Greater Daytona arts are glowing and growing, providing residents with fun and access to everything under the sun.
There are almost as many diversified arts venues to be experienced in Greater Daytona as there are grains of sand on the area’s famous white sand beaches — galleries, museums, live music, theater and more!
It is a rich cultural mosaic of which Bryce Hammond, an arts educator, professional visual artist and president of Volusia County Cultural Alliance Board, is very familiar. The alliance keeps communications and ideas flowing between local arts organizations, and it provides grant workshops and support for cultural events.
Hammond is especially proud of the visual and performing arts education programs in the Volusia County public schools.
“We couldn’t be one of the best counties for the arts in the state of Florida without all the art organizations and community support,” he says. “Being an art educator is why I wake up every day!”
Hammond is an unabashed cheerleader for the creative scene.
“There is always something to do in this area because of the plentiful arts organizations that continue to grow,” Hammond says. “We have more arts festivals than any other county our size in the state.” The Halifax Arts Festival, Images – A Festival of The Arts in New Smyrna Beach and th Fall Festival of the Arts in DeLand are longtime events.
These must-see attractions are a great place to start:
Museum of Arts and Sciences: Affiliated with the Smithsonian Institution, a feast of fun and learning awaits at the MOAS, Central Florida’s primary art, science and history museum. Home to the world’s most extensive collection of Florida art, planetarium, hands-on science center in the 9,700-square-foot children’s museum, train station with two rail cars and more. Located inside the Tuscawilla Preserve, a 90-acre, virgin Florida coastal habitat.
Share the Heritage Trail: Explore the African American heritage cultural and historic sites of the region. For example, visit the home of educator and civil rights leader Mary McLeod Bethune and Jackie Robinson Ballpark, where the baseball legend broke the color barrier in professional sports.
Daytona Beach Symphony Society at Peabody Auditorium: The organization is celebrating its 70th anniversary of bringing classical music and opera from around the world to the area. Performances take place in the historic Peabody Auditorium with its iconic sign.
Mary McLeod Bethune Performing Arts Center and Visual Arts Gallery: The 100,000-square-foot, $23 million state-of-the-art facilities at Bethune-Cookman University is designed to provide a spacious setting for productions from musicals to full-scale operas. Also, be sure to visit the 7,000-square-foot gallery.
Halifax Historical Museum: Immerse yourself in the history of the region with artifacts dating from 2,500 to 5,000 B.C., along with memorabilia from baseball’s Jackie Robinson and Daytona 500’s famous France family. The museum is housed in the former Merchant’s Bank Building (circa 1910) in historic Daytona Beach.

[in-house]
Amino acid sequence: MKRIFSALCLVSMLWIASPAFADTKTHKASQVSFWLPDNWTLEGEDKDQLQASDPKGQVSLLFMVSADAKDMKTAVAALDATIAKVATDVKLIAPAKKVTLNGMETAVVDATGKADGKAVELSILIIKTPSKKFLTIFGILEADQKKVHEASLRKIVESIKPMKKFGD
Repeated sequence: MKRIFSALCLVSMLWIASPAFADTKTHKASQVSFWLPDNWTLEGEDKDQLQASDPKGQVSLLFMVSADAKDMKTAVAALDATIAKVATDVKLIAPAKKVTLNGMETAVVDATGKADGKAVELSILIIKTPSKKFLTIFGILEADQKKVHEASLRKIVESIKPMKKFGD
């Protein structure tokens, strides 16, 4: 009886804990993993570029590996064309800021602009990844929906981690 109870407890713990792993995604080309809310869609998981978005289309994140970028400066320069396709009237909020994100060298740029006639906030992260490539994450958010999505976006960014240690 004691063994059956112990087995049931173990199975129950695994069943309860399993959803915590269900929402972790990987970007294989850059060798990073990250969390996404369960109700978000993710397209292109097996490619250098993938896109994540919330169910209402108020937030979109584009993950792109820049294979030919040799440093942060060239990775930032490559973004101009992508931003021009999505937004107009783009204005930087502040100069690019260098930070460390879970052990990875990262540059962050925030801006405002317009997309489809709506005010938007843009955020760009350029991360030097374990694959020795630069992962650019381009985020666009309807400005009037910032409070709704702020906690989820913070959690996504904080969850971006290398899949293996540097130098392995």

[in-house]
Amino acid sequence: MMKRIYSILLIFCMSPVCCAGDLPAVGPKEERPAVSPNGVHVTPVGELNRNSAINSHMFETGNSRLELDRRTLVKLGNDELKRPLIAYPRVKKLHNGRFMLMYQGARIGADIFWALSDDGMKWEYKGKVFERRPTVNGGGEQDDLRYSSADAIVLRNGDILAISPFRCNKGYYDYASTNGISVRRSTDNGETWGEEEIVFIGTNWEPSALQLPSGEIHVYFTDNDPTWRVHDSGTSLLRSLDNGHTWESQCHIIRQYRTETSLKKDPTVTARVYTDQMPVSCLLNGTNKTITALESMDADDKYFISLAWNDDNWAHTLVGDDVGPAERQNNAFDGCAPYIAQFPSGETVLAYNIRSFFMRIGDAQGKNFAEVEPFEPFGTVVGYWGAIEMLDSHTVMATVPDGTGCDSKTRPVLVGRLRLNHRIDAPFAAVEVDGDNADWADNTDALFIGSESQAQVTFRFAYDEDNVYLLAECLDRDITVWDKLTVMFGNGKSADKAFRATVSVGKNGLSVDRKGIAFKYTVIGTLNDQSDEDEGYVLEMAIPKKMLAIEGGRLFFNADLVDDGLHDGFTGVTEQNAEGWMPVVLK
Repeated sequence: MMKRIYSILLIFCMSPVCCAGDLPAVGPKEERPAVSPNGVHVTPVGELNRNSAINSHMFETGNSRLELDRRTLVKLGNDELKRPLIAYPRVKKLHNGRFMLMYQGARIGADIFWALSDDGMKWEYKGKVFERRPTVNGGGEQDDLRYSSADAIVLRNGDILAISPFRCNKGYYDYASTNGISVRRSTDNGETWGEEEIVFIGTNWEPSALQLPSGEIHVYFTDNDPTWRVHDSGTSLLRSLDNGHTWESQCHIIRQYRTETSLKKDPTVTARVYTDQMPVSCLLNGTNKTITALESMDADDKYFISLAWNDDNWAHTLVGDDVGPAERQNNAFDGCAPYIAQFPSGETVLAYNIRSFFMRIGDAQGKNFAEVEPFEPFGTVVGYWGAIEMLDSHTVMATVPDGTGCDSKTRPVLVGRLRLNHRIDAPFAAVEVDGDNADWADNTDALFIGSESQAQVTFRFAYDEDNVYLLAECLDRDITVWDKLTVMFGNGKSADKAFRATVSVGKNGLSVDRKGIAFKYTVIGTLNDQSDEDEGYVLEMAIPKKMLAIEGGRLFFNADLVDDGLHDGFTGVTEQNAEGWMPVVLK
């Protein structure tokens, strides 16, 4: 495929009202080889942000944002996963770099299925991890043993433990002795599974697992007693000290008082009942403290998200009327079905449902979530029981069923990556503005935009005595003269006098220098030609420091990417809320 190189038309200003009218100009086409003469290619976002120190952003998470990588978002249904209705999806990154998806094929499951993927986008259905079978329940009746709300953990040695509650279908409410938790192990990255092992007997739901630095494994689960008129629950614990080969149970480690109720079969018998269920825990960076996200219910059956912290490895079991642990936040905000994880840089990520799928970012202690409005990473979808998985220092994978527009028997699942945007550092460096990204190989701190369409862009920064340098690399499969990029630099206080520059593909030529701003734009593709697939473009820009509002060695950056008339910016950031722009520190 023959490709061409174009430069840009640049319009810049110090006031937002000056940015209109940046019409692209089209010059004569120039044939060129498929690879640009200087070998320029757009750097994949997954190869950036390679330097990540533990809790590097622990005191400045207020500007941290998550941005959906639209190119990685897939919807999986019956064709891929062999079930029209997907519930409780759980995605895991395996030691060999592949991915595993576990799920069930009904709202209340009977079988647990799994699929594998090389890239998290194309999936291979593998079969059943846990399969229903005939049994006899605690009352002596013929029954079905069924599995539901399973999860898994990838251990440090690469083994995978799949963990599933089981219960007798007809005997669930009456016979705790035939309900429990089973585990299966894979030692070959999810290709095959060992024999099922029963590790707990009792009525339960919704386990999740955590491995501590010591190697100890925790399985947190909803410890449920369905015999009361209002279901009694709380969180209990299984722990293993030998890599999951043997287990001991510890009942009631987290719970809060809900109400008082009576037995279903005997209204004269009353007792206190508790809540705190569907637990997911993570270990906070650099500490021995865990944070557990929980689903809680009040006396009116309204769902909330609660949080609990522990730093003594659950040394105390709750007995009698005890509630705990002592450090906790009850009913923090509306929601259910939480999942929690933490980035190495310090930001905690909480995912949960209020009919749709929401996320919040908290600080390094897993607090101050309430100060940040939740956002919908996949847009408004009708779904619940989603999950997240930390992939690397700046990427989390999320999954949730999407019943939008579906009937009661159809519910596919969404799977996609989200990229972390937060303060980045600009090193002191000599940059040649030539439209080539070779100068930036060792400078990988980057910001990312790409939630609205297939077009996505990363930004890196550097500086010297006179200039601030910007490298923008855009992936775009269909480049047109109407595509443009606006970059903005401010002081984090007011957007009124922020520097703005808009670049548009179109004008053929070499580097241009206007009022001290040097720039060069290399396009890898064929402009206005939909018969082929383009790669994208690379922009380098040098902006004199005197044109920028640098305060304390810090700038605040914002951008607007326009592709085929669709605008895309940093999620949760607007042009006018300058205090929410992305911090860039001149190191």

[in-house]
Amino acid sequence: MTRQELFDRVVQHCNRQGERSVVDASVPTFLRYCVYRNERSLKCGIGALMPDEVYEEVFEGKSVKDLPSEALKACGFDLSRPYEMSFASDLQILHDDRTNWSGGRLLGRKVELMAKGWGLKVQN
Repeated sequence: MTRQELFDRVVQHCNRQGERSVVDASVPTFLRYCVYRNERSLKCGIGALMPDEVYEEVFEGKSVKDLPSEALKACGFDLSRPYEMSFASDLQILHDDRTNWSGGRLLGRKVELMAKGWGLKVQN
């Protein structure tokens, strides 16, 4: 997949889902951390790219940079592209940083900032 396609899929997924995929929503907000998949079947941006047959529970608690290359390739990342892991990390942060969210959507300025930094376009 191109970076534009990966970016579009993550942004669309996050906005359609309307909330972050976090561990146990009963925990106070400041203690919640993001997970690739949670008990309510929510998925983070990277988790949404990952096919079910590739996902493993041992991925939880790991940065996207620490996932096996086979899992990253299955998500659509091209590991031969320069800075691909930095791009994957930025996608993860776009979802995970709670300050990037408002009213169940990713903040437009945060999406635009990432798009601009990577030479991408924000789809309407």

Cici and Hyatt Brown Museum of Art: The Cici and Hyatt Brown Museum of Art features a rotating collection of 2,600 Florida-themed oil and watercolor works.
Live Music, Public Art
Hear live music at the historic Daytona Beach Bandshell and Oceanfront Park Complex. Built-in 1937, it is a beach landmark for open-air concerts. Other favorite listening spots are Main Street Station, with three open-air bars and Ocean Deck Restaurant and Beach Club, with nightly live music and karaoke on weekends, both in Daytona Beach.
A unique experience in glass awaits at the Galleria di Vetro Glass Gallery and Studio in New Smyrna Beach. In addition, original artwork captures the senses at the Ocean Art Gallery in Ormond Beach and creations by K-12 Volusia County art students are shown in the ArtHaus.
More than 200 pieces of public art can be enjoyed at 16 locations, including the whimsical “Buck and Babs” statue at the Port Orange Regional Library; a life-size chess board inside Chess Park next to the DeLand Courthouse; a “Part of the Big Picture” display that showcases marine life and Florida waterfowl at the Marine Science Center in Ponce Inlet; and works by 25 artists displayed at the Daytona International Airport.
ArtHaus Nurtures Creativity in the Greater Daytona Region
The executive director since 2018 shares how the organization serves more than 3,000 children annually and is moving to a new location in 2022.
Q: What is ArtHaus and its mission?
A: It is a youth arts nonprofit founded in 1997. We showcase Volusia County Schools’ artwork in our gallery, plus 12 outreach galleries in area businesses. We provide art therapy and enrichment through outreach programs and host art classes and camps for Volusia County children. Our mission is “Instilling the Spirit of Creativity and Self Expression in Our Youth and Community.”
Q: What are some of your outreach programs?
A: We partner with PACE Center for Girls, Volusia Flagler Boys & Girls Clubs, Hope Place Family Homeless Shelter and the EasterSeals Charter School to provide art therapy and enrichment for underprivileged, at-risk and special needs youth.
Q: Why are the arts important to the development of youth?
A: The late Spanish artist Pablo Picasso said, “Every child is an artist.” Art helps improve fine and gross motor skills, communication, self-confidence, creativity and self-expression.
Q: What are plans for your new location?
A: The REC facility at the Port Orange City Center is being renovated and will create a state-of-the-art cultural hub for all ages. ArtHaus is moving into our 4,800-square-foot portion in August 2022, and we cannot wait to discover how our new home will allow us to continue to serve our community.